I did this online journalism-related write-up last week for Spiegel International. It didn’t run there, so I’m posting it here (with permission, of course):
When a 71-year-old pensioner killed three people and wounded a fourth in a shooting spree last month in North Rhine-Westphalia, the police response unfolded in real time on Twitter. A user of the microblogging site, who was listening in on official radio communications taking place at the scene in the town of Schwalmtal, posted a running report of the suspect’s standoff with authorities.
The Twitter account was soon deleted, but not before much of user @JO31DH’s minute-by-minute account was repeated in blogs and other Twitter posts: “1 confirmed dead in rampage. … The commando unit has arrived on site … The forces will move to Hermmann-Löh Street in Amern … The helicopter is on Pletschweg … News channel N24 is also in Schwalmtal now.”
While listening in on police radio transmissions is legal in some countries, including the United States, it is forbidden in Germany and carries a penalty of up to two years’ imprisonment.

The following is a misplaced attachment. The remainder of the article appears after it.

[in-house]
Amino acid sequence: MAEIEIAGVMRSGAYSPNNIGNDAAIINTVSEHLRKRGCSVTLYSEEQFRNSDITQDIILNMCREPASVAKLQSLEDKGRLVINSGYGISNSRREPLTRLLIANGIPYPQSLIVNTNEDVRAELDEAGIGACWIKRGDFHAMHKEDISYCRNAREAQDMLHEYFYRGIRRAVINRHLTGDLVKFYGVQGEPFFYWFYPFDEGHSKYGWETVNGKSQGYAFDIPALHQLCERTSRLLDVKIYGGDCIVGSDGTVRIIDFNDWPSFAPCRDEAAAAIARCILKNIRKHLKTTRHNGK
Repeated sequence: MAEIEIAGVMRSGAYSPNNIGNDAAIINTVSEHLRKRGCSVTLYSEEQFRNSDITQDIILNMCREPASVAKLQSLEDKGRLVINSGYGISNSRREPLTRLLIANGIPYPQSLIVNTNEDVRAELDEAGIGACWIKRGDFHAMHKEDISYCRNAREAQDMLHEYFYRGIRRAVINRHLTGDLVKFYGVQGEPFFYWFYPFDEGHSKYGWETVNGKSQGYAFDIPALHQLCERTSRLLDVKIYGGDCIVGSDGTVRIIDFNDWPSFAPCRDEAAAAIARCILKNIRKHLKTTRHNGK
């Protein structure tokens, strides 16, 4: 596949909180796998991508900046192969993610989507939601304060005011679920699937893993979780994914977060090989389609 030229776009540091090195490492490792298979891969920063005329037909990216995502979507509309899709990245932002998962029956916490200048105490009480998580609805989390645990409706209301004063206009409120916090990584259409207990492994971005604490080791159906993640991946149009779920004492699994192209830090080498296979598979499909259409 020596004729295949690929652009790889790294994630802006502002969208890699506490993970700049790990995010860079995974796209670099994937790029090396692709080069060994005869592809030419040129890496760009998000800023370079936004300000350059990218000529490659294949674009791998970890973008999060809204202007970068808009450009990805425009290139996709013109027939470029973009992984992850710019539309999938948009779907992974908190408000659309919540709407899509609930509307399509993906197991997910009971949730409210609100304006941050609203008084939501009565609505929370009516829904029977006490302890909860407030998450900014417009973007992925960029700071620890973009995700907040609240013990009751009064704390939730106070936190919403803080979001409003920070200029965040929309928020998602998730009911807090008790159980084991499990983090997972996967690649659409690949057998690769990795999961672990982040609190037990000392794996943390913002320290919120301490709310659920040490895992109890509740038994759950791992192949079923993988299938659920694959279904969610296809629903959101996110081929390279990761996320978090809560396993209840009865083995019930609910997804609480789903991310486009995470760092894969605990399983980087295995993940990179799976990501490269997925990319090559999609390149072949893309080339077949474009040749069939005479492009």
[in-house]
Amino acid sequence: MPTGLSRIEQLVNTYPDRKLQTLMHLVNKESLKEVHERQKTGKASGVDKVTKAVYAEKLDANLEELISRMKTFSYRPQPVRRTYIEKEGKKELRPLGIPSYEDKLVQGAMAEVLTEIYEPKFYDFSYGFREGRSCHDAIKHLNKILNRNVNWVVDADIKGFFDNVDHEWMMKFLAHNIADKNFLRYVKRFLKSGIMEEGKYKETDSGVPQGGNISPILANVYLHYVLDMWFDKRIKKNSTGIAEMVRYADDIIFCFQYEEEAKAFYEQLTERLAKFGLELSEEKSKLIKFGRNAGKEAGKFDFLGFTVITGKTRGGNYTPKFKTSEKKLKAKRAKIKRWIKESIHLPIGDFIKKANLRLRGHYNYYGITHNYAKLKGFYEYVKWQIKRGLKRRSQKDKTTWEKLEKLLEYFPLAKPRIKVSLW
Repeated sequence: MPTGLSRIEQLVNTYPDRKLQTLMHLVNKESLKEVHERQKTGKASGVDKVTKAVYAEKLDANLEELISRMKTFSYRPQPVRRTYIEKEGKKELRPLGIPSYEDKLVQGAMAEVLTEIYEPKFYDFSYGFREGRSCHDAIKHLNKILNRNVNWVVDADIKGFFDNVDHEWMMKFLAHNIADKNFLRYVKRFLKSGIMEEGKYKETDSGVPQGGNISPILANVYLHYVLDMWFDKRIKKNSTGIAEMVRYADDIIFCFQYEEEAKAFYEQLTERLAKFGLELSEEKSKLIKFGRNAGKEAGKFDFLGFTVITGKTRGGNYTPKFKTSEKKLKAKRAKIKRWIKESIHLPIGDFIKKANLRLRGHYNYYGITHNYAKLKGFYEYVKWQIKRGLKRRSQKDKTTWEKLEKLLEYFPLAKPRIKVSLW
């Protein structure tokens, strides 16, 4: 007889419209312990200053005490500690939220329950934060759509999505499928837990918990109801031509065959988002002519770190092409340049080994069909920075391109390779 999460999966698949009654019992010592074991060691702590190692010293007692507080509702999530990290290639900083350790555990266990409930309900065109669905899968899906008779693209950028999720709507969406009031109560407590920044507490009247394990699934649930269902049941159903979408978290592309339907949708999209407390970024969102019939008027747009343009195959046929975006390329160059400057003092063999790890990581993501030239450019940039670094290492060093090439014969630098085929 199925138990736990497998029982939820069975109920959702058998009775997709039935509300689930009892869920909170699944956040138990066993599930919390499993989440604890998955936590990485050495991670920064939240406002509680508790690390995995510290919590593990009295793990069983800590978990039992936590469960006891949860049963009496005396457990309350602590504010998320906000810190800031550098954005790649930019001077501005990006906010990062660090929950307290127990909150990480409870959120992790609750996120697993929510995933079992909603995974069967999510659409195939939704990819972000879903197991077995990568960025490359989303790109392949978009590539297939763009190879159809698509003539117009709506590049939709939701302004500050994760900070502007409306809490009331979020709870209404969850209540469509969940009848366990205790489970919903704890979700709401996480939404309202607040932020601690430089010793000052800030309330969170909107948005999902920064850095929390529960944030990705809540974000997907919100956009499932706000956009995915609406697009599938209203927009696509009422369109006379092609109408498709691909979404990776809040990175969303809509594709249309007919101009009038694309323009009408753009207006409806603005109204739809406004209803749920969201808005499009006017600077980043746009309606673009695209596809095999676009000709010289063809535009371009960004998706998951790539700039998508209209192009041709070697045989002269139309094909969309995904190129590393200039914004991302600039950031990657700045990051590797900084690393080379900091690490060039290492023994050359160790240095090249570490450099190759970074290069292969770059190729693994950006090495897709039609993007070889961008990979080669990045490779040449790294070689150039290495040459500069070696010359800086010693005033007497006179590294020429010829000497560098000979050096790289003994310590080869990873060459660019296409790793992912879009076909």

In the midst of the two-hour standoff, with reports coming in that the suspect had taken hostages, Philipp Ostrop, an editor at RuhrNachrichten.de, tweeted, “If there’s really a hostage situation in Schwalmtal, can the perpetrator follow along with @JO31DH on what the police are up to? Is that such a good thing?”
Other posts warned the user that what he was doing was illegal.
The anonymous twitterer claimed protection as a journalist: “I call myself the press. That’s enough… Now shut up.”
The next day the would-be journalist posted a contrite message on his blog (now also offline but quoted by the Rheinische Post): “I would like to formally apologize. I see, in spite of everything, how these social networks can be misused. I don’t feel good about this. I hope things will soon settle down and others won’t repeat this stupid idea.”
The newspaper later reported that authorities had identified the Twitter user and would file criminal charges. According to police, the man did not threaten the operation because the commando unit on the scene was using secure mobile phones to communicate.